PORTAGE, MICHIGAN – The first of many freezer-packed COVID-19 vaccine vials made their way to distribution sites across the United States on Sunday, as the nation’s pandemic deaths approached the horrifying new milestone of 300,000.
The rollout of the Pfizer vaccine, the first to be approved by the Food and Drug Administration, ushers in the biggest vaccination effort in U.S. history — one that health officials hope the American public will embrace, even as some have voiced initial skepticism or worry. Shots are expected to be given to health care workers and nursing home residents beginning Monday.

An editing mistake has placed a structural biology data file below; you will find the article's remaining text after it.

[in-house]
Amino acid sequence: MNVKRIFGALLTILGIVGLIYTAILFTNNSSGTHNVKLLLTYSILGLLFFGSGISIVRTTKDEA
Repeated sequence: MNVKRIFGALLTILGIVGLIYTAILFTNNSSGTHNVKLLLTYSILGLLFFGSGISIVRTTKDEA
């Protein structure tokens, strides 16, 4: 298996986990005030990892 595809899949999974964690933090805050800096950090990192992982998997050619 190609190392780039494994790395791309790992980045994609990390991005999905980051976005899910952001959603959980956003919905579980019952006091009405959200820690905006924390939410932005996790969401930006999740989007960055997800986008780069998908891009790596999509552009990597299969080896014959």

Quick transport is key for the vaccine, especially since this one must be stored at extremely low temperatures —about minus 70 degrees Celsius (minus 94 degrees Fahrenheit). Early Sunday, workers at Pfizer — dressed in fluorescent yellow clothing, hard hats and gloves — wasted no time as they packed vials into boxes. They scanned the packages and then placed them into freezer cases with dry ice. The vaccines were then taken from Pfizer’s Portage, Michigan, facility to Gerald R. Ford International Airport in Grand Rapids, where the first cargo plane took off amid what airport officials called a “jubilant” mood.